Lauck ran over 100,000 of his bullets through a single pistol during testing in 2017-2018 with ZERO stoppages. The ballistic coefficient was also improved over hardball; Lauck found that the load would shoot to the sights from 0-50 yards.
Bullet and Load Details
Lauck used a cast bullet from a mold he designed, alloyed to a Brinell hardness of 17. That hardness level was selected because it allowed the bullet base to obturate and seal the bore properly with .45 ACP pressure.
The bullet was coated with Hi-Tek Supercoat (a bake-on polymer coating developed in Australia) that combined with the bullet hardness to minimize barrel leading. The slippery coating eases cleaning and greatly lessens lead exposure.
It’s meant as an all-purpose load, with no need to swap practice ammo for service/duty ammunition. This eliminates differing recoil levels and point of impact shifts between practice and carry ammo.
The load operates at “standard” pressure (16,515 PSI), it doesn’t require +P velocities to be effective like many JHP’s do. A 200-gr. cast bullet at 875 fps is controllable for most shooters from almost any .45 pistol. It’s easy on the gun, and the barrel should be able to withstand thousands upon thousands of cast bullets. It typically penetrates 22” in bare ballistic gelatin, 19” with four layers of denim in front of the gel block.
Lauck partnered with Mitch Thomas from the Colorado West Firearms Institute to produce the ammunition. The sample ammo provided was clean and flawless in appearance. The bullets were loaded in new Starline cases, the Hi-Tek coating had a golden hue and showed no bare or shallow spots. Primers were properly and uniformly seated. The price is very reasonable, consistent with the cost of factory 230-gr. FMJ from the big online retailers. As loaded, the D&L GSP load makes USPSA major power factor.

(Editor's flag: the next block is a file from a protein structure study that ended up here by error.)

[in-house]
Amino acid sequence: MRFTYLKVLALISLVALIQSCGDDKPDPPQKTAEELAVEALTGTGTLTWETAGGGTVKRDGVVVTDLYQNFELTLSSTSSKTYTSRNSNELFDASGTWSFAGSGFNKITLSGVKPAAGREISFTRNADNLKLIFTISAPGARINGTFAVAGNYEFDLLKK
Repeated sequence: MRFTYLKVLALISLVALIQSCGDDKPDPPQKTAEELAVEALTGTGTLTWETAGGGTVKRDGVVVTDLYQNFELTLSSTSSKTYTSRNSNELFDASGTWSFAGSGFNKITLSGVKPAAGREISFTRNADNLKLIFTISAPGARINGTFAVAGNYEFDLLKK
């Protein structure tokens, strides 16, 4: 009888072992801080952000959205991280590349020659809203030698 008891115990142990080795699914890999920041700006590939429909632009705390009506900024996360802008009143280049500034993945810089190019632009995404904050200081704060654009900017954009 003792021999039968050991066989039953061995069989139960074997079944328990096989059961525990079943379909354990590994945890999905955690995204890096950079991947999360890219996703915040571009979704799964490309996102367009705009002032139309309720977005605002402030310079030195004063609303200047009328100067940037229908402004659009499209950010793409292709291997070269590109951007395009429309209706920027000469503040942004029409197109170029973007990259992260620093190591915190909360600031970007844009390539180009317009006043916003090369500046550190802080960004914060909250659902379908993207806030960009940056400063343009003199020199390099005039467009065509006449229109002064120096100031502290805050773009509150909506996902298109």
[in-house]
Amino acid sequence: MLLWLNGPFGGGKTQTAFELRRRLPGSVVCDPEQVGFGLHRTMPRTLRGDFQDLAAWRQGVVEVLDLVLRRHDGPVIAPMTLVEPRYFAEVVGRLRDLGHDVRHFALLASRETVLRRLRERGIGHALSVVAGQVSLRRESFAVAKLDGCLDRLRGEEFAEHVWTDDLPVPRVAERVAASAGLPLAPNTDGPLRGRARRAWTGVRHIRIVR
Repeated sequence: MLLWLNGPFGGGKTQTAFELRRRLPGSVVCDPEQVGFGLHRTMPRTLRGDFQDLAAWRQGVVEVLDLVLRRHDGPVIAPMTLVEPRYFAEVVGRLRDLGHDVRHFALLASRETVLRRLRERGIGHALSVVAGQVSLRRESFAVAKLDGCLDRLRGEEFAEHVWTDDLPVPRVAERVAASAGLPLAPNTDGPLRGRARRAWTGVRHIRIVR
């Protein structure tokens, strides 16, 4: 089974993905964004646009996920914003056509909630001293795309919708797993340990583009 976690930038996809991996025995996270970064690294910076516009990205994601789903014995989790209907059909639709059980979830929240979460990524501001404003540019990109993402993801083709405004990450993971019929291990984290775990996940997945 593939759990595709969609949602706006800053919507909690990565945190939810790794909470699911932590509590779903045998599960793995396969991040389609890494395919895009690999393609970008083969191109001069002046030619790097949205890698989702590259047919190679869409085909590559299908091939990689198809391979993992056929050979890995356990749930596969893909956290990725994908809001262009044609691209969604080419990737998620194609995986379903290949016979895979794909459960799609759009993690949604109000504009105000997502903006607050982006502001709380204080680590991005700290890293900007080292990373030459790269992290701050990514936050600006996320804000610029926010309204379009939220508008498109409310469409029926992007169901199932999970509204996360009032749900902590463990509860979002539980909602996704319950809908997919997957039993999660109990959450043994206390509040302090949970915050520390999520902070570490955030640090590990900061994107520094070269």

I fired offhand groups at 15 yards and found the ammo to be exceptionally accurate for that format — pleasant and controllable as promised. My chronograph spoke volumes about Thomas’ attention to detail in loading. Velocities were higher than advertised, and extreme spreads were consistently low. The load produced single-digit standard deviations from every gun it was fired through.
|Handgun||Barrel Length||Avg. Velocity||Extreme Spread||Standard Deviation|
|S/A XD-M||5.25 inch||932 FPS||9||3|
|Govt Size 1911||5 inch||903 FPS||11||4|
|S/A Lt. Wt. 1911||4 inch||878 FPS||24||8|
|S/A Micro Comp||3 inch||811 FPS||20||6|
Shooting the XD-M from 25 and 50 yards confirmed Lauck’s claim that holdover wasn’t required at those ranges. The load produced significantly less smoke than other uncoated cast loads I fired the same day. Feeding was 100% through all guns tested.
The .45, Moving Forward
For many, the .45 ACP has taken a back seat to the 9mm Parabellum cartridge. The smaller round is experiencing a surge in popularity greater than at any time in its history. Its lower recoil and greater magazine capacity have compelled many LE agencies to select (or return to) it.
However, with this new .45 ACP loading, the .45 has a new argument to make against the 9mm. With its combination of performance and reliability, it might just be the ultimate EDC solution for defensive ammo.